Air ambulance soldiers return to Katterbach
European edition, Sunday, September 23, 2007
KATTERBACH, Germany — The crowd inside Hangar 5 was anxious prior to the soldiers’ arrival.
Many were dressed in style; no sweats and T-shirts were to be seen.
“Nerve-racking, exciting,” said Jennifer Scott, wife of Staff Sgt. Michael Scott. “The last time (Michael) saw me I was fat and flabby after having him,” she said, motioning to their 7-month-old son, William.
Michael Scott was among 119 soldiers who returned Friday to Katterbach from deployment to Iraq. The troops, from Company C, 5th Battalion, 158th Aviation Regiment, an air ambulance unit, had served there for one year.
Mom and baby weren’t the only changes awaiting the soldier. The couple’s daughter, Shyla, piped in to say she had changed, too.
“The last time he saw me I was eight years old,” said Shyla, now 9 and proud of it — as well as two inches taller and four shoe sizes bigger.
Some wives brought children in the form of man’s best friend.
Rebecca Welo wondered if Tyson, a 3-year-old boxer, would recognize his master, Chief Warrant Officer 2 Hanz Welo.
“I would let (Hanz) look at Tyson on the Webcam, and Tyson will kind of sniff at it,” Rebecca Welo said. “And when Tyson would hear his voice, he would kind of cock his head.”
The big reunion moment happened inside a cavernous helicopter hangar that was decorated with dozens of welcome-home signs.
Friends and family sat on bleachers or stood. After the soldiers were brought by bus to the hangar, the doors were slid open and the soldiers marched inside to the cheers of the awaiting crowd.
Many of them were based at Al Asad, a former Iraqi air base 130 miles west of Baghdad.
The pilots, medics and crew flew 1,967 missions, including about 500 point-of-injury missions, where they went to the scene of a roadside bomb, auto accident or other incident to evacuate the wounded.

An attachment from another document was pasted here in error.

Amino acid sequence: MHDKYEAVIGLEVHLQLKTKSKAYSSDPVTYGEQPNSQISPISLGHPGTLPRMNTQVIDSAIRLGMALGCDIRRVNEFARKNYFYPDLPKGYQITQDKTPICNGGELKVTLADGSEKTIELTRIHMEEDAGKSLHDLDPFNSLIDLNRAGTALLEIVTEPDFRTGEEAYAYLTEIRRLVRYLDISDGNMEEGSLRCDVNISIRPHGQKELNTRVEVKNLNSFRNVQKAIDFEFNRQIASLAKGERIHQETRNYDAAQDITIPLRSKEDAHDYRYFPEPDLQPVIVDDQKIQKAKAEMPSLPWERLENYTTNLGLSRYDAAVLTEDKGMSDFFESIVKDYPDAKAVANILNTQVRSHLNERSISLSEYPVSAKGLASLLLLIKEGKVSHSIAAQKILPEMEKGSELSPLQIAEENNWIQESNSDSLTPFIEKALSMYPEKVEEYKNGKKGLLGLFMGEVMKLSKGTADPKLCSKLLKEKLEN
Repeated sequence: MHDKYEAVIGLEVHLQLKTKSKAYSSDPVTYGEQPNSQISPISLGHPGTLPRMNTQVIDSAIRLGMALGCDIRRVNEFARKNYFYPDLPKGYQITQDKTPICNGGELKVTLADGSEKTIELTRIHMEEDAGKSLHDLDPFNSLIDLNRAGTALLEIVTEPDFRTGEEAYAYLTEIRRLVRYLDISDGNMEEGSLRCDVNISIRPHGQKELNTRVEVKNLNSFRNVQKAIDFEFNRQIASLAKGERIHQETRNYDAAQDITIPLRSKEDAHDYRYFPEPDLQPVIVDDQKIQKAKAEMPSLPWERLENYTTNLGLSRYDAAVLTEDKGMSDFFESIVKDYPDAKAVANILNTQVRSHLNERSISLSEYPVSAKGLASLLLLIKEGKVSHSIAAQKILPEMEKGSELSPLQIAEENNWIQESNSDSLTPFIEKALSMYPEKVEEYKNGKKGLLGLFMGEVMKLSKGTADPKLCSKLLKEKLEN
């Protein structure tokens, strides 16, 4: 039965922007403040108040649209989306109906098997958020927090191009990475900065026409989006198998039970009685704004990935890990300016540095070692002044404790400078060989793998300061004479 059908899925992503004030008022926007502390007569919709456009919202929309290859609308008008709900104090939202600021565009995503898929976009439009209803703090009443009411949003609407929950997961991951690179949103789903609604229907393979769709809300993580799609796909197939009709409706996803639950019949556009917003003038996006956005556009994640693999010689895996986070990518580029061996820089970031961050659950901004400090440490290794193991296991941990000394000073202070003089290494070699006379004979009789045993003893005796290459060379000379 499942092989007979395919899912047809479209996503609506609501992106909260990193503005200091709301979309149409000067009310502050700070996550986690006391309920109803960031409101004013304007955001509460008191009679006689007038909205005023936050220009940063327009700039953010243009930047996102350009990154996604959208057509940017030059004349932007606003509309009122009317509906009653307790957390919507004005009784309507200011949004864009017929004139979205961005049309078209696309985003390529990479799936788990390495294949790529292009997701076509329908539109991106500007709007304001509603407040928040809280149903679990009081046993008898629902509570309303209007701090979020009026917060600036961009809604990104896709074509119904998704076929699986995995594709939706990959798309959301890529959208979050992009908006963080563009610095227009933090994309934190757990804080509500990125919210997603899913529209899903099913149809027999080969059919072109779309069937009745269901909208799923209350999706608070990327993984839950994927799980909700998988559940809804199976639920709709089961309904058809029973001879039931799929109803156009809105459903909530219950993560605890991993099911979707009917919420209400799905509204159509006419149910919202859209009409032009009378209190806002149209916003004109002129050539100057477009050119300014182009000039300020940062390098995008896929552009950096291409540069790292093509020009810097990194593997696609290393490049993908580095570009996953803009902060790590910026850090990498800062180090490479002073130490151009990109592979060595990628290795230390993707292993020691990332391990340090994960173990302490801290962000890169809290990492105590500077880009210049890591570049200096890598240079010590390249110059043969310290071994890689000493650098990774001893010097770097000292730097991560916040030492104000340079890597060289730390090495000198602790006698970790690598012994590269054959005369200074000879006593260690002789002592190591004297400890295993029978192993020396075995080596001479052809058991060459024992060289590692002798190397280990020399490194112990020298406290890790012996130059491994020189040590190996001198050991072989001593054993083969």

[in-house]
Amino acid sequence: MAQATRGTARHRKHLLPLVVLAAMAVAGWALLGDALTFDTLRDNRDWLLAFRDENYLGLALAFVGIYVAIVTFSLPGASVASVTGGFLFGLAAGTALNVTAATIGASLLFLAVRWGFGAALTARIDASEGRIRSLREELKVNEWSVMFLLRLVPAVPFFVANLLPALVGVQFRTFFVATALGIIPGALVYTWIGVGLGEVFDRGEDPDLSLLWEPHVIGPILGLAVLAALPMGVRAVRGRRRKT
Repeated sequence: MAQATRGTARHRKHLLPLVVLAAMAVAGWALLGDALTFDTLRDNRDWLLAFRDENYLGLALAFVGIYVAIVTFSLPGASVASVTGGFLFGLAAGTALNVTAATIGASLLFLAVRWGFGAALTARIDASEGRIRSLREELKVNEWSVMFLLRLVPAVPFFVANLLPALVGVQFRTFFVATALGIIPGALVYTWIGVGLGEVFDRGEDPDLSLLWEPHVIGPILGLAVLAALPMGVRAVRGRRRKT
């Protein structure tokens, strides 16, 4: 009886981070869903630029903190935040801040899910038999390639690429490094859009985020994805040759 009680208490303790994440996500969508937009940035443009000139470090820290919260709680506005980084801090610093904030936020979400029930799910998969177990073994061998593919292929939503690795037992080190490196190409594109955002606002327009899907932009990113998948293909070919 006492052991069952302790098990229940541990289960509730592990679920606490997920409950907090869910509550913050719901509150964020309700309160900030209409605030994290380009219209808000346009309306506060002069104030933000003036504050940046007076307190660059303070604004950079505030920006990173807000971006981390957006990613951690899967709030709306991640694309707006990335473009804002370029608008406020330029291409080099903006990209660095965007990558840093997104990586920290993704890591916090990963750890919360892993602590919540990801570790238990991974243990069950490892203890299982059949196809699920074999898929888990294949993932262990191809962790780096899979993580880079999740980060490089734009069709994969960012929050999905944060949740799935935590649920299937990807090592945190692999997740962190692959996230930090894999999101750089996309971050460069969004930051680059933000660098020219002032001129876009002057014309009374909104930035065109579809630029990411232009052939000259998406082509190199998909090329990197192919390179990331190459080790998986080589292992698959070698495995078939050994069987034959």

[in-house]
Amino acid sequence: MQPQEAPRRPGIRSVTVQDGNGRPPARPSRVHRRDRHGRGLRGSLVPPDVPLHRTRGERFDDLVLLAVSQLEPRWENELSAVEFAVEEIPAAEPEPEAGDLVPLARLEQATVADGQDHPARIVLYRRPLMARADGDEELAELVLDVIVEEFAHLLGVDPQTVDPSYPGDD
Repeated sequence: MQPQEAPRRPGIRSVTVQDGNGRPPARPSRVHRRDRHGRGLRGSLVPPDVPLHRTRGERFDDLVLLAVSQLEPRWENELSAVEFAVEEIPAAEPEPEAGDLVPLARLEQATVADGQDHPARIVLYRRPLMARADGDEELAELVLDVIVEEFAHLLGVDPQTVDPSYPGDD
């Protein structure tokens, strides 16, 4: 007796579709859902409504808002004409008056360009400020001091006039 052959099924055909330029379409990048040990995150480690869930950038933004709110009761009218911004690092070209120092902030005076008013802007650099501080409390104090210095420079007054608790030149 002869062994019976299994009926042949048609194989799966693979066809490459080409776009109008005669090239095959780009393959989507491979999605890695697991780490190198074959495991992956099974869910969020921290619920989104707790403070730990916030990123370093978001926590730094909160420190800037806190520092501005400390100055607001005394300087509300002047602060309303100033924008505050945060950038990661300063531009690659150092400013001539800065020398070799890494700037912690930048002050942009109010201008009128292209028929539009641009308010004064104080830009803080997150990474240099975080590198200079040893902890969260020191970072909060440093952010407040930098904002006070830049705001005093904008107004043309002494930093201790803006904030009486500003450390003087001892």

They were supported by communications specialists, cooks, mechanics and fuelers, who helped keep the company’s 12 UH-60A Blackhawk helicopters in business. The company suffered no deaths during the deployment.
“We helped a lot of people, and that’s what it’s about,” said Spc. Michael Casteel, a flight medic from Galveston, Texas. “We picked up God knows how many Iraqi civilians and kids.”
Among them was a 4-month-old girl, wounded by shrapnel to her head and neck, whom he helped treat aboard a helicopter en route to a Baghdad hospital, Casteel said.
“She was so small, they didn’t even put her on a litter,” Casteel said. “She was just wrapped in a blanket.”
The girl ended up surviving. Her parents were believed to have been killed.
After the company was dismissed, many of soldiers and their waiting spouses and children ran together. They hugged and kissed and kissed some more.
Single soldiers such as Spcs. Christian Peter of Bartow, Fla., and Chris Allen of Spokane, Wash., just stood and watched.
“The people I was with in Iraq — all the single soldiers — we’re all like one big family,” Peaster said.
“We hugged each other,” Allen added.